Symbolic victory for RMB in the US, say experts
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Symbolic victory for RMB in the US, say experts

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The appointment of a renminbi clearing bank in New York is a political win for the China-US relationship that adds to the currency’s global prestige, but it is unlikely to boost RMB trade or investment in the short term, according to experts.

While the naming of Bank of China NYC branch on September 21 was not unexpected, with the two governments agreeing on a plan to select at least one clearing bank in the US in June 2016, the pace is notable.

“This is a major recognition of RMB internationalisation by the US, given that for many years their involvement had been muted, until recently,” Carmen Ling, global head of RMB solutions, Standard Chartered, told GlobalRMB.

For Siddharth Tiwari, director of strategy, policy and review department, International Monetary Fund, the appointment gives greater standing to the RMB ahead of its inclusion in the IMF’s special drawing rights basket of currencies on October 1.

“[Safe] haven currencies are determined by the market,” said Tiwari during a teleconference on September 21. “They’re determined by the volume of transactions, underlying trade transactions, financial transactions, and they develop over time. And as China’s currency gets internationalised, the designation of New York as a trading [and] clearing centre is an indication they’re all going in the direction of firming up the role of the currency internationally.”

China’s foreign ministry spokesperson Lu Kang also said on Friday that the appointment of BOC NYC as the official RMB clearing bank is a landmark — both in terms of renminbi internationalisation and cross-border relations.

RQFII door

The announcement also marked another accomplishment for the working group on RMB clearing established by former NYC mayor Michael Bloomberg last year.

The group had seen its first concrete achievement in June 2016, when China granted the US an Rmb250bn ($37.5bn) RMB qualified foreign institutional investor (RQFII) quota, which will allow US asset managers to tap China’s market without having to route their investments through other RMB hubs in Asia or Europe.

The group had recommended a sizeable RQFII quota for the US to match the size of its market, as well as the appointment of a RMB clearing bank, earlier this year.

While no institutions have joined the programme in the US yet, a number of US-based asset managers, including industry heavyweights BlackRock and Vanguard, are already involved, having accumulated quotas of Rmb24.1bn and Rmb30bn respectively, according to GlobalRMB data.

More involvement, however, would require some effort.

Carmen Ling, StanChart

“Usage of the RQFII programme in the US will require a lot more education and awareness,” said StanChart’s Ling. “On the other hand, there are many US investors who are no strangers to accessing China directly and have worked with channels like RQFII, QFII, the China interbank bond market access scheme, and the Shanghai-Hong Kong Stock Connect.”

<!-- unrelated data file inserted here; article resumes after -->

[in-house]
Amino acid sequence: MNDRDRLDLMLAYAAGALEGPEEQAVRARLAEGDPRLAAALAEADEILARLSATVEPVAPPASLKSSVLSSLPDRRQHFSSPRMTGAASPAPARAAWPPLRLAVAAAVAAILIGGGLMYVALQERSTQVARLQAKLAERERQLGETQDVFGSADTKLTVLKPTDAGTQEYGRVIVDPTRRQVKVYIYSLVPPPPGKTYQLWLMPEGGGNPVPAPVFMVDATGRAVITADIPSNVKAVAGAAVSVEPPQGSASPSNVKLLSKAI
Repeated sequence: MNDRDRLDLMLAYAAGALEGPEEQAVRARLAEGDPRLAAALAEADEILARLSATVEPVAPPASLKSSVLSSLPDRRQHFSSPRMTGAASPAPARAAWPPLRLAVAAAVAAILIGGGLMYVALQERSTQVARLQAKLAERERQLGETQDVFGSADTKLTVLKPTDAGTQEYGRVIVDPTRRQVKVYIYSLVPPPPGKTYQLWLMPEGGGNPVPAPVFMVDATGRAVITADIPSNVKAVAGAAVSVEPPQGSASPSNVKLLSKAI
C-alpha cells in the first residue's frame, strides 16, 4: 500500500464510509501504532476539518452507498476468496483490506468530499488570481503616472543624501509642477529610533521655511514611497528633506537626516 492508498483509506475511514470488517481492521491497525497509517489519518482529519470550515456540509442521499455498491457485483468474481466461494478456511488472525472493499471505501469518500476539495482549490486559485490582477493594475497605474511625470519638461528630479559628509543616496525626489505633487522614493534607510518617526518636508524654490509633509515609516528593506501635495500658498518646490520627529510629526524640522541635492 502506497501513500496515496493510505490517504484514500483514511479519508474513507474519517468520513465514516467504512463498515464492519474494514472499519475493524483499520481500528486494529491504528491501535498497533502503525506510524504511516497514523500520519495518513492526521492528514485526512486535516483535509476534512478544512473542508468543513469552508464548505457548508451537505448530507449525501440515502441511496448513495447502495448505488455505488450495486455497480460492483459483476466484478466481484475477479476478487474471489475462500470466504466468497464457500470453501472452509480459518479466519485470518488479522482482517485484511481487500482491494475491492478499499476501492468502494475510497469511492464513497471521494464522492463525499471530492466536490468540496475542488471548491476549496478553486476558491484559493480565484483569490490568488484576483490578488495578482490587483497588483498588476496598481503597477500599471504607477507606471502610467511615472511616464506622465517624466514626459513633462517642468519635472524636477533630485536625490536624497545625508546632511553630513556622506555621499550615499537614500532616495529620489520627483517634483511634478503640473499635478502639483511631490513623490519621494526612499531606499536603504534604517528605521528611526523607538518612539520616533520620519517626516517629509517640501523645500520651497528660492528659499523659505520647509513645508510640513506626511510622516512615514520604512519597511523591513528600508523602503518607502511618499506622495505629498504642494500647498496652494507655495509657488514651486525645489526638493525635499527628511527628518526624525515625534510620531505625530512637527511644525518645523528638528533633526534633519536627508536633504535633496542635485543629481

“I think US asset managers with an Asia presence are already invested in China, so [the US RQFII quota] is more of an opportunity for US-domiciled medium-sized fund managers and insurance firms.”

Next on the agenda

A missing ingredient in the US RMB hub is a RMB and dollar swap line between the People’s Bank of China and the Federal Reserve to facilitate access by local financial institutions to an official liquidity facility. Hong Kong has had an Rmb400bn ($60bn) swap line since 2011, the largest globally, followed closely by the one signed between PBoC and the European Central Bank in October 2013 for Rmb350bn.

So far, the US is the only RMB hub alongside Zambia to have a clearing bank but no swap line, according to GlobalRMB data.

However, StanChart’s Ling expects an agreement to be not far behind.

“A swap line might be the logical next step,” she said. “There are no technical obstacles as establishing it is quite straight forward. It is more about whether they see the urgent necessity of a swap line. If there are not a lot of RMB flows on the US-China corridor then it’s not an urgent requirement. The two sides might like to wait and see how the hub evolves, [as] right now the liquidity is quite sufficient even without a swap line.”

An additional easing factor comes from the fact that several US institutions have a presence in Greater China, allowing them to tap RMB liquidity via their branches in the region.

As for upcoming developments, US corporates could benefit from the more direct linkage between the two countries.

In his statement, the spokesperson for China’s foreign ministry added that facilitating the clearing of RMB in the stateside was just one part of the lender’s responsibilities, and that Bank of China was also expected to develop renminbi bonds and derivatives in the US.

But more direct participation by local corporates in RMB capital markets, through the issuance of Panda bonds for example, is unlikely in the short term.

“I think over time we will see more adoption of RMB by US corporates,” said Ling. “But in terms of RMB bond issuance, if the US corporates want to tap the Panda market, there are still some issues with accounting standards, as the US GAAP standard is not recognised by China. The hope is that if there is interest in tapping the market, this announcement could become a way to reach some regulatory breakthrough.”

In the offshore dim sum market, the only US corporates to have made an appearance have been Caterpillar, the most recent such issuer with a deal priced in June 2015, Ford, and Yum! Brands, according to GlobalRMB data.

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